A Dictionary of Greek and Roman biography and mythology

Smith, William

A Dictionary of Greek and Roman biography and mythology. William Smith, LLD, ed. 1890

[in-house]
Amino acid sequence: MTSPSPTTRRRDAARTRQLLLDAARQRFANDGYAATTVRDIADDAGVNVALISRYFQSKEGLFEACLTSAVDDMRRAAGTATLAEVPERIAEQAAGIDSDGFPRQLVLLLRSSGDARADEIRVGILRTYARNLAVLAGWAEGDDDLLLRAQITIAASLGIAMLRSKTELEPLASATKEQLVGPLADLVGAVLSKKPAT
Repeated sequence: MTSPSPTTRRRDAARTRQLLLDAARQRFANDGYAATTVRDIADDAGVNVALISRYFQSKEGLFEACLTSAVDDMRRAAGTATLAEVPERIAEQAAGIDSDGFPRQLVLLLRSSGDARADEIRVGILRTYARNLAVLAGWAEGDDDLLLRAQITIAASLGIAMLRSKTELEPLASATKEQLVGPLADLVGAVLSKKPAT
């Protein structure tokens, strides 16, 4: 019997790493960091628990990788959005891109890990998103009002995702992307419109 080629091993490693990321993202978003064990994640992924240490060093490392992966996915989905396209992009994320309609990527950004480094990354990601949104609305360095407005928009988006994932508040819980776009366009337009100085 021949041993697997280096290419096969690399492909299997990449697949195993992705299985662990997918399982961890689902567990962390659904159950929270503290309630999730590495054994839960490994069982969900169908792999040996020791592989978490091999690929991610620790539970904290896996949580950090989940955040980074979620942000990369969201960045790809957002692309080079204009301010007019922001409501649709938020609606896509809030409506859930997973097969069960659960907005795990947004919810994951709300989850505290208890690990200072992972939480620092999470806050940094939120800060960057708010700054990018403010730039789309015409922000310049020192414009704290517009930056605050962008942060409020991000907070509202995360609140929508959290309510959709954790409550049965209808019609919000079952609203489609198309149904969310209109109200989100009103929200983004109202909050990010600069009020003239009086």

(Ἀλκιδάμας), a Greek rhetorician, was a native of Elaea in Aeolis, in Asia Minor. (Quint. Inst. 3.1.10, with Spalding's note) He was a pupil of Gorgias, and resided at Athens between the years B. C. 432 and 411. Here he gave instructions in eloquence, according to Eudocia (p. 100), as the successor of his master, and was the last of that sophistical school, with which the only object of eloquencc was to please the hearers by the pomp and brilliancy of words. That the works of Alcidamas bore the strongest marks of this character of his school is stated by Aristotle (Aristot. Rh. 3.3.8), who censures his pompous diction and extravagant use of poetical epithets and phrases, and by Dionysius (De Isaeo, 19), who calls his style vulgar and inflated. He is said to have been an opponent of Isocrates (Tzetz. Chil. 11.672), but whether this statement refers to real personal enmity, or whether it is merely an inference from the fact, that Alcidamas condemned the practice of writing orations for the purpose of delivering them, is uncertain.